Outrageous: NOAA demands $262,000 fee for looking at their ‘public’ data
Anthony Watts / 1 hour ago March 27, 2015
March 27, 2015
Eric Worrall writes: It looks like NOAA have found a new way to stifle FOIA inquiries from the public. According to Steve Goddard, NOAA have just demanded a $262,000 administrative fee for zipping up a few raw data files.
I think most would agree this is totally over the top pricing. A few old data files a few programmes - a few seconds work.
What had they asked for?
Well this is from the NOAA response:
The National Environmental Information Center (which includes the former National Climatic Data Center) has access to a subset of the requested records. Very few if any letters, phone logs, memos, and other communications on this subject would be available. Historical internal and external emails are archived, though they are expensive to access and analyze due to unsupported technology.
As data stewardship – including homogeneity adjustments – has been central to NCDC’s mission for decades, determining which records are responsive to this extremely broad request will require significant resources. Responding to this part of the request would require retrieving, reviewing, and packaging many tens of thousands of items in at least 29 years of communications, if they can be located.
For investigating availability of items and code, some from obsolescent systems, evaluating content, and screening for non-responsive, deliberative, or personally identifying information, I estimate the following Federal-equivalent labor classes, durations and costs. The actual personnel, and sources of labor (Federal or contracted), would depend on conditions and workforce options available at the specific project start time.
So seems like more than a few data files.
From Goddards blog it seems that this is what is asked for:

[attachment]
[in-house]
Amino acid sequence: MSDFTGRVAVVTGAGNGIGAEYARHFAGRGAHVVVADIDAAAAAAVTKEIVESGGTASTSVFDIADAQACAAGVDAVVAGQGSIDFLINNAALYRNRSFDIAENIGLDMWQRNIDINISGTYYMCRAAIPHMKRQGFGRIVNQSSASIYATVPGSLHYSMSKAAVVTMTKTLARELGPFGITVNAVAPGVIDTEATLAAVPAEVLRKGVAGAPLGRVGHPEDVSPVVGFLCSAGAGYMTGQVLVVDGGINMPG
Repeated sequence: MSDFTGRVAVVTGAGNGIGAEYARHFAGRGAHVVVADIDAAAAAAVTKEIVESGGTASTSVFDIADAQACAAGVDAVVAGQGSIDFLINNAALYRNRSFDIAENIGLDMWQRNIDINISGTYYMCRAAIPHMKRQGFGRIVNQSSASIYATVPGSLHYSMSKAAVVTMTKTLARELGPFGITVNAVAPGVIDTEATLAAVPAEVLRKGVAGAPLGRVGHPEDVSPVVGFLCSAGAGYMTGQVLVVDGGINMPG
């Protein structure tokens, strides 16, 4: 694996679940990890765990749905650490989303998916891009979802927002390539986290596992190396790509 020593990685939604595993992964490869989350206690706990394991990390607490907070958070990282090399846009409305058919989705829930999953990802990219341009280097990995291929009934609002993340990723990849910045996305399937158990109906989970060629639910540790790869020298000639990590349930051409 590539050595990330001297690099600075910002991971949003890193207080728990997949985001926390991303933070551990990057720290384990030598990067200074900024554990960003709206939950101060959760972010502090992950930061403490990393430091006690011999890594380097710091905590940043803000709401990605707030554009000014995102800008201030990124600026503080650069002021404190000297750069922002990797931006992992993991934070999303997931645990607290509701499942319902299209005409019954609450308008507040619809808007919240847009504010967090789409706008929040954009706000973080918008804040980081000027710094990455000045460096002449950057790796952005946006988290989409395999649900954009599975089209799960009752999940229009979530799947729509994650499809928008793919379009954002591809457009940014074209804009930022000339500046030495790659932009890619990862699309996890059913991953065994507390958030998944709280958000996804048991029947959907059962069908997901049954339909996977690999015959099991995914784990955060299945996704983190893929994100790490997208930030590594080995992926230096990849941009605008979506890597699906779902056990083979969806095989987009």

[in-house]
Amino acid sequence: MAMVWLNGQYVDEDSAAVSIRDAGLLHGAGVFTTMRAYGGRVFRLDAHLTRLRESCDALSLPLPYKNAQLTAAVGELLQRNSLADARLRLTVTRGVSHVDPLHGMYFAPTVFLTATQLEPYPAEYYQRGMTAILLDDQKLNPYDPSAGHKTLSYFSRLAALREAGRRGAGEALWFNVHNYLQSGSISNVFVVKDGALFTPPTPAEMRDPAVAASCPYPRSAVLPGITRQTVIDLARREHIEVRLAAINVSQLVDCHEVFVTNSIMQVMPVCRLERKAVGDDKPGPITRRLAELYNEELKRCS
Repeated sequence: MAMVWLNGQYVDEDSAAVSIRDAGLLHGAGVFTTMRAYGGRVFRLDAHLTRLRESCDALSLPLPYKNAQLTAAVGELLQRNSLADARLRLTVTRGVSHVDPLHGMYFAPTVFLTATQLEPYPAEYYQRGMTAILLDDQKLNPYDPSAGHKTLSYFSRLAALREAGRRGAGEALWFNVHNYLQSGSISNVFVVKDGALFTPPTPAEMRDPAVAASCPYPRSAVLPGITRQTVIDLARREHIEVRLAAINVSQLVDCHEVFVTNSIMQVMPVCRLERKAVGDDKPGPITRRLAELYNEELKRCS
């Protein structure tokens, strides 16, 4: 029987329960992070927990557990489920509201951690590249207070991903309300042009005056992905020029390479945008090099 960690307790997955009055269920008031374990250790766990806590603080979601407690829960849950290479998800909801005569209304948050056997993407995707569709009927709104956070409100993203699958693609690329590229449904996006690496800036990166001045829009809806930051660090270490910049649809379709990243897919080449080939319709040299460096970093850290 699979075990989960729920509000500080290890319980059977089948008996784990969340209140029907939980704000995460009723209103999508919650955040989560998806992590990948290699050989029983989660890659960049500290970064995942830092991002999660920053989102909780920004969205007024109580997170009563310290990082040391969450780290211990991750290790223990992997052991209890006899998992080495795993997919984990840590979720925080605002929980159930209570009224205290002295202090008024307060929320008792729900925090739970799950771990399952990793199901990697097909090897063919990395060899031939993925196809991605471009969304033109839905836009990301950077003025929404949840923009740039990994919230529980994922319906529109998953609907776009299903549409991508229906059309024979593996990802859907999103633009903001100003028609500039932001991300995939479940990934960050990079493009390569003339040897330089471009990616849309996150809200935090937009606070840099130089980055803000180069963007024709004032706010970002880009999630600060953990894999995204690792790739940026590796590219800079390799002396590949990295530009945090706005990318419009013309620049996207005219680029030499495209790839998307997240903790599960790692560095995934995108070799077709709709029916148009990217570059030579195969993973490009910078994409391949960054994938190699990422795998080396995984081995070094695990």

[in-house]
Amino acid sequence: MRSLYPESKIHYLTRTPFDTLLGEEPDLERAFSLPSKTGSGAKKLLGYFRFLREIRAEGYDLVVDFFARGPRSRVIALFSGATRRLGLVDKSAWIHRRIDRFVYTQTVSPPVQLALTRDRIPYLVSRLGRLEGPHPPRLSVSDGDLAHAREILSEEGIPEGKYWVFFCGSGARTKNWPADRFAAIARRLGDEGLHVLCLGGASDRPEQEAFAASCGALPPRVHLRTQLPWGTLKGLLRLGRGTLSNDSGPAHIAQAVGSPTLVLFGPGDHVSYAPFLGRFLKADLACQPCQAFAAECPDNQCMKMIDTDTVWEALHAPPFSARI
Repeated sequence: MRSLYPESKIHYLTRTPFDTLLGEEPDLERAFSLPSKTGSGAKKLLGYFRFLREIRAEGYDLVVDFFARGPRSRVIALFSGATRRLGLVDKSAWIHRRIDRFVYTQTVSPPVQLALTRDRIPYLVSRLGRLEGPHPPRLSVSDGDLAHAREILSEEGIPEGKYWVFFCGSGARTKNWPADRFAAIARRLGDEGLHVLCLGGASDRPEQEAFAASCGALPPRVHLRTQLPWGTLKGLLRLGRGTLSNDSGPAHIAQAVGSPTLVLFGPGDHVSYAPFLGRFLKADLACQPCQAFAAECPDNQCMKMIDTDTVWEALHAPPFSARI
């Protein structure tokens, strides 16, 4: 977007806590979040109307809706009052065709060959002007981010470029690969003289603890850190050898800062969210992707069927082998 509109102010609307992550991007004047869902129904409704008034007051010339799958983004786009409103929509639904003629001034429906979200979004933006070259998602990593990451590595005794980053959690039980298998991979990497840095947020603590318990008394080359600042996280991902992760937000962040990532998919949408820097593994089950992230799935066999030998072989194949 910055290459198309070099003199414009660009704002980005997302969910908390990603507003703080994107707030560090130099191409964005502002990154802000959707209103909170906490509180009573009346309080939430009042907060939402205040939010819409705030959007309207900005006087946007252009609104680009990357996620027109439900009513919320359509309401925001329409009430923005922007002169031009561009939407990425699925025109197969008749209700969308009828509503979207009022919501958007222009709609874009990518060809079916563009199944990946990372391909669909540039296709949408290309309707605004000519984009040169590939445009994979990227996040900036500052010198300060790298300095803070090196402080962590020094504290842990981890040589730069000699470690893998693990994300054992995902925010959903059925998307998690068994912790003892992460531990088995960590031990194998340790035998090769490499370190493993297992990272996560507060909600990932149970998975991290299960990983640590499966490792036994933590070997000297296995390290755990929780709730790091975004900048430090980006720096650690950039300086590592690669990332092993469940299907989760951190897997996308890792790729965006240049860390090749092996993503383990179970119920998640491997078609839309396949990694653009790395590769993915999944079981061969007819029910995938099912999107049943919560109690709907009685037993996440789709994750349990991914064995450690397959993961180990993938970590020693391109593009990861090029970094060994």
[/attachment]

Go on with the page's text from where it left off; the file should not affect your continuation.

Everything except the toilet paper again . see http://climateandstuff.blogspot.co.uk/2011/06/schnare-vs-uva-impossible-request.html for something similar.
Do they think that this is easy to obtain?
You cannot just zip emails and send since there may be personal information included.
You have to employ people to read and approve and redact addresses.
Then of course there is the problem of changing technology - from NOAA comments email backups are available but not in a format currently readable. - so find the hardware - write an interface - sort through the myriad of emails that dot do not contain private comms. This is not simple search and zip as Goddard suggests.
As an example WUWT carried an article about retrieving photos from 1960s NASA missions:
A message from Dennis Wingo:
The Lunar Orbiter Image Recovery Project (LOIRP), is a NASA ESMD funded project to recover the original Lunar Orbiter analog data which was recorded on an Ampex FR-900 2″ video instrumentation recorder. As far as we know, we have the last surviving drives of this type in the world. We have retired Ampex engineers working with us on this project but the FR-900 was a limited use machine (exclusively the U.S. government at the FAA, USAF, NASA).
What we need is to find any possible source of documentation (we know about the Stanford Archive and have been there many times) for the FR-900 or the possibility of actual machines...
This is what one section of NOAA were using in the 80s/90s.
Would they be backing up things like emails when data storage was so expensive? Would they be transferring irrelevant data like emails to new storage media?
Would they still have those tape drives/optical drives (not CDs but 12" disks)?
Date System Installed: NOAA's satellite data processing and storage system became operational in September 1990.
System Installed by: Integrator/Vendor.
NOAA's data storage system components include:
- Digital Equipment Corporation (DEC) VAX 8530 computer system with 96 MB memory and floating point accelerator, 4 VUP (speed).
- VAX 11-785 computer system with 64 MB of memory and floating point accelerator, 1.7 VUP (speed).
- VAX 6000-510 computer system with 128 MB of memory and floating point accelerator, 13 VUP (speed).
- Data communications network including Star Coupler configuration and Ethernet (Ethernet Server-16 ports); router to Internet, NASA, DAMUS, and NOAA backbone.
- User workstations consisting of 48 PCs.
- Multiple banks of magnetic hard disks, 9-track magnetic tape (800, 1600, 6250 bpi) drives, square tape (240 MB), and tape cartridge drives (5.2 GB and 2.3 GB).
- Sony optical disk jukebox; 50 disk capacity (50 x 6.0 GB disks).
- Technical system documentation, UPS power supply, and on-site systems maintenance staff.